GM and Chrysler add diesels to their US vehicles, although customers look for hybrids and gasoline engines.
Customers begin to turn their backs on diesel-powered vehicles, which cost thousands of dollars more if compared with gas vehicles. Diesel-powered vehicles have been surpassed in fuel efficiency, pulling power and costs.
“There is quite a competitive landscape today, compared to what it was five or 10 years ago,” said Allen Schaeffer, executive director of the nonprofit Diesel Technology Forum.
GM and Chrysler stick to their plan to add more diesels, while Toyota, Ford and Hyundai turned to the more profitable and looked for fuel-efficient gas engines and hybrids. No matter what their strategy is, all automaker struggle to find solutions to meet the federal fuel efficiency standards.
“There’s no doubt the advancement in gasoline technology has improved and that has, in some respect, slowed down diesel options from OEMs,” Tony Schultz, vice president of the Americas for Turbo Technologies.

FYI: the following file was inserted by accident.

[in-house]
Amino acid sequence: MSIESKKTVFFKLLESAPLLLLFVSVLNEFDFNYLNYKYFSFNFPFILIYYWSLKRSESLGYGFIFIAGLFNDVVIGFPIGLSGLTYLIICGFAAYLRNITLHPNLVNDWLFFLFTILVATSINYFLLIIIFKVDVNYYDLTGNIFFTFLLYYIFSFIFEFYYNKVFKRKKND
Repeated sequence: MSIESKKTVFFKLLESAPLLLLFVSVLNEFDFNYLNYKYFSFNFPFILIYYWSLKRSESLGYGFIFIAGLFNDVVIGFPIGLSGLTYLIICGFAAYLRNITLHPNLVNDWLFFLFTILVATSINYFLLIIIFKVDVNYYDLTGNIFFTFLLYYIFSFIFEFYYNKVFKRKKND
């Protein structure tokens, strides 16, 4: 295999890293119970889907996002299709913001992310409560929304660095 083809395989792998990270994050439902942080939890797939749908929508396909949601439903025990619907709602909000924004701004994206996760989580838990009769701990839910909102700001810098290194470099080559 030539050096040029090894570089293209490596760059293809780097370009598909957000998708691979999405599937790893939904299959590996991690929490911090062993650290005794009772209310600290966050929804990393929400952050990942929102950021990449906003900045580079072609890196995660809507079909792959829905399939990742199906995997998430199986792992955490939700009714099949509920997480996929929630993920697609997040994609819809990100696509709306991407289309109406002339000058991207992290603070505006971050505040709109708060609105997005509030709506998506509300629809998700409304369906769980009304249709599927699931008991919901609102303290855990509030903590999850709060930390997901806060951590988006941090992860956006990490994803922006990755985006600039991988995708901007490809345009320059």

In 2012 sales of diesel vehicles in the US increased 25%, accounting for only 2.7% of new-car sales, according to Edmunds.com, while hybrids surpassed diesels, accounting for almost 3%. If until now diesels have been known as offering better torque, gas engines are quickly coming from behind. For example, Ford’s new 1-liter EcoBoost engine, which combines turbocharging, direct-injection and twin independent variable-camshaft timing, offers 147 foot-pounds of torque.